1520hrs: The Speaker then quotes the report in US-Clove and states that they concede that the measure is a technical regulation. He asks whether the Panel requires him to elaborate on why it is such a regulation or whether it is okay for him to move on. He then moves on to an arguendo, if the Panel were to hold that the measure had a detrimental effect on competition.
1524hrs: The Speaker has run out time and asks for a brief extension to conclude his argument. Mr. Ujal Singh Bhatia however asks him on what is the legitimate regulatory distinction in the present case. Speaker 1 replies that this would be dealt with in detail by his co-speaker and reminds the Panel that this argument was only an arguendo and that their main submission is that there has been no discrimination.
1525hrs: Speaker II from the Respondent Side is Nidhi Koul and she begins her arguments by stating that she would be dealing with submissions under Art. 2.2, 2.8 of the TBT Agreement and Art. XX of the GATT. The Complainants are making notes continuously. They hadn't made any submissions under Art. 2.8 in their orals.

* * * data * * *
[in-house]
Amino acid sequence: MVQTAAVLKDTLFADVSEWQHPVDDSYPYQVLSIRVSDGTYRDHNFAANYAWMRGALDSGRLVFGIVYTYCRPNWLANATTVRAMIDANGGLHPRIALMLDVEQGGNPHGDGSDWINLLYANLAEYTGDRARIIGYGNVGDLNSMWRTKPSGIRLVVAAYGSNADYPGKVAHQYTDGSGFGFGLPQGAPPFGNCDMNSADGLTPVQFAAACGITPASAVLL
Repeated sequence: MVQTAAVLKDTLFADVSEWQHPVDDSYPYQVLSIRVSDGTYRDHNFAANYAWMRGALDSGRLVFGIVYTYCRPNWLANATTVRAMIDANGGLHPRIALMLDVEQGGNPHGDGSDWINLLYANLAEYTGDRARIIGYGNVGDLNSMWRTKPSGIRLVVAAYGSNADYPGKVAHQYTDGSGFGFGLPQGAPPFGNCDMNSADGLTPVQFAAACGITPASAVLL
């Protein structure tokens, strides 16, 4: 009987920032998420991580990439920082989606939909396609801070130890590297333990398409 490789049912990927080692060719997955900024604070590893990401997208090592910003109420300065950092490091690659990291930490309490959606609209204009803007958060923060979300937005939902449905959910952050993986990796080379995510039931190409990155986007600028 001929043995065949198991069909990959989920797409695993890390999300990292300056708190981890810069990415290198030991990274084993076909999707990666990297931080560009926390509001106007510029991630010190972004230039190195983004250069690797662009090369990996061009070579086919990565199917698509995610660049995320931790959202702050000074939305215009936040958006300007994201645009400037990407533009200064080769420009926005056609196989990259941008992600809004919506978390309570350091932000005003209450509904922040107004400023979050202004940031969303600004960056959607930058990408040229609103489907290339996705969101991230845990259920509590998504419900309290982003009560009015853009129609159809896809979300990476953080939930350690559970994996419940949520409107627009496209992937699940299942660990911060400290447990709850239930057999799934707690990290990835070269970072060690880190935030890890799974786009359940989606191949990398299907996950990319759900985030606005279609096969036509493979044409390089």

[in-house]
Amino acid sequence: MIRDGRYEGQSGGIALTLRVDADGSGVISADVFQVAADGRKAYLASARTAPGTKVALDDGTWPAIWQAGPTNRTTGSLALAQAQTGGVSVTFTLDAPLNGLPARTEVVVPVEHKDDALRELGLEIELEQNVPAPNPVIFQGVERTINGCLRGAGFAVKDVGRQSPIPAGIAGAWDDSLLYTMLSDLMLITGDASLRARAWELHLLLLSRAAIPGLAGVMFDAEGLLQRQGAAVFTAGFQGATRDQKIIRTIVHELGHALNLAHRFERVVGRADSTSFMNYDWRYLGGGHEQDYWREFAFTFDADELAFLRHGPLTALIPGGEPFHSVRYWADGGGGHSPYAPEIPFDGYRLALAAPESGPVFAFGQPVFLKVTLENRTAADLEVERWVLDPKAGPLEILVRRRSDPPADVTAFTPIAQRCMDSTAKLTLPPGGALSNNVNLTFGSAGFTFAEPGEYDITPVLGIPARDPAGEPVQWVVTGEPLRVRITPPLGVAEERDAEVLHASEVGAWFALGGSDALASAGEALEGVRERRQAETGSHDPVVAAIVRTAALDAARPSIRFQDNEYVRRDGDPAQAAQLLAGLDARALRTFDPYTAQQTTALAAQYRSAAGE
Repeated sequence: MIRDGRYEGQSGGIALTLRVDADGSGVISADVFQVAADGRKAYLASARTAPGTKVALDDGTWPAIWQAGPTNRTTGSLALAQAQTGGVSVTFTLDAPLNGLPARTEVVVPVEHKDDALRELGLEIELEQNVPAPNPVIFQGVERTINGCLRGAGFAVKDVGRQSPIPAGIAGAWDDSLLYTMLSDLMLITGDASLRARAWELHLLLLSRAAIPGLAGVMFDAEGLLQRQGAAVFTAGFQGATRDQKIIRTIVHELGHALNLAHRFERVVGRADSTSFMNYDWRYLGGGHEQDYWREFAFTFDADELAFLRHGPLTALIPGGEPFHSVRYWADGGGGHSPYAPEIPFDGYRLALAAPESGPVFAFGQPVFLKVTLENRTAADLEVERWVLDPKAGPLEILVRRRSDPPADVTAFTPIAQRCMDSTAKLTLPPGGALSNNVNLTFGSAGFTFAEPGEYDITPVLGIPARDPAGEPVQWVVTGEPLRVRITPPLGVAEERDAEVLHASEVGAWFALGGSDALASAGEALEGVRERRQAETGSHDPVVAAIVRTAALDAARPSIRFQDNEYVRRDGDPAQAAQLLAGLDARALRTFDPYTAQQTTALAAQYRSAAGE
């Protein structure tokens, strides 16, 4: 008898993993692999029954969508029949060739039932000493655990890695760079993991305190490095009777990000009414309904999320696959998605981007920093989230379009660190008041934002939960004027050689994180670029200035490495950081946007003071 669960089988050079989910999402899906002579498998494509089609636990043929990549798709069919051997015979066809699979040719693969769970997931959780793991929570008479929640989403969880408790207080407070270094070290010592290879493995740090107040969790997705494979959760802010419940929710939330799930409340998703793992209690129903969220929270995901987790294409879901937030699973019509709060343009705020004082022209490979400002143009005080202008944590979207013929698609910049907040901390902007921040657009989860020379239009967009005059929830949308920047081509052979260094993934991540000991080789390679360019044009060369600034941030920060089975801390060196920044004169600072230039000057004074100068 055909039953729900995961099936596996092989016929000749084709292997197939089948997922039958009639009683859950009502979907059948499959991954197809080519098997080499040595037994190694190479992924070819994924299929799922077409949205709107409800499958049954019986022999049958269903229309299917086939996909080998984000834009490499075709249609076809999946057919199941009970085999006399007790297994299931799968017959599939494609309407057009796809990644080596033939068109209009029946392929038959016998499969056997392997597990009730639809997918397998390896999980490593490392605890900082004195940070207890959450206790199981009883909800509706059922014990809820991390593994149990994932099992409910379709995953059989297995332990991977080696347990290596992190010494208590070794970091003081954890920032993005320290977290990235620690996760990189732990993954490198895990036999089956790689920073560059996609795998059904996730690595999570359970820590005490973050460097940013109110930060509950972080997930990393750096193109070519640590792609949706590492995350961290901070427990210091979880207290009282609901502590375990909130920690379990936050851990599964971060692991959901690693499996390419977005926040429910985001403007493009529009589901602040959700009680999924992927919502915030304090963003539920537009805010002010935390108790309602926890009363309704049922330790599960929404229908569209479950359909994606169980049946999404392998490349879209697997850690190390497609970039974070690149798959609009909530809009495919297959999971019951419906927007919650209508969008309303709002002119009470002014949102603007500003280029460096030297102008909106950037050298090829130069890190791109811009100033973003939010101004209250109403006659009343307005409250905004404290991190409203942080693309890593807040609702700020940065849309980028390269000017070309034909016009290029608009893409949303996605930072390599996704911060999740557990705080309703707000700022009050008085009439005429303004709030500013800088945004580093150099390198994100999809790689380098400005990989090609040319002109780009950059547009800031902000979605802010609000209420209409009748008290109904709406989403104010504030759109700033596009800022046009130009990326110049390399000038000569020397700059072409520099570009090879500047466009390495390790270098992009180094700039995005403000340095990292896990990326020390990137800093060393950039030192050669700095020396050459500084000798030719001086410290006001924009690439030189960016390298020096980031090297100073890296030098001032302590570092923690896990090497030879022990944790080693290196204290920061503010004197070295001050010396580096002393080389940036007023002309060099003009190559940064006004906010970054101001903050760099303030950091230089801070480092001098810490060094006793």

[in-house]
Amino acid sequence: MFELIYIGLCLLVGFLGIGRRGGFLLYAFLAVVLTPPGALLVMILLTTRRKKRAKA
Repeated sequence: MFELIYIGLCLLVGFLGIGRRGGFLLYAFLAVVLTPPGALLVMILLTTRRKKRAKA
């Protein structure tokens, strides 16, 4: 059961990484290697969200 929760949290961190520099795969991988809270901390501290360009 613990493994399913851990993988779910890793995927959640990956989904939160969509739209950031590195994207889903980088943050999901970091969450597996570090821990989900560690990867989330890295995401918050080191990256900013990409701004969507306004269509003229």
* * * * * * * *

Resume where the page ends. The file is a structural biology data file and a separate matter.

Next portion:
1527hrs: Speaker is now arguing on the legitimacy of the measure under Art. 2.2. Mr. Greg Tereposky asks her whether a measure can have more than one objective. The Speaker replies in the affirmative and states that one of the objectives of PaCE is to prevent deceptive practices. She moves on to the relational analysis required under Art. 2.2 of the TBT Agreement.
1528hrs: The Speaker argues that the measure makes a material contribution to the objective sought to be achieved by the measure. Mr. Greg Tereposky asks her a question but the Speaker doesn't seem to grasp it completely and asks for a clarification. She then replies that the measure is in fact not trade restrictive at all and hence a comparison with alternatives is not required. She argues that in any case, application of stickers would not serve the purpose of consumer awareness as the government must ensure that the measure must have a level of "conviction" which would not be satisfied by stickers.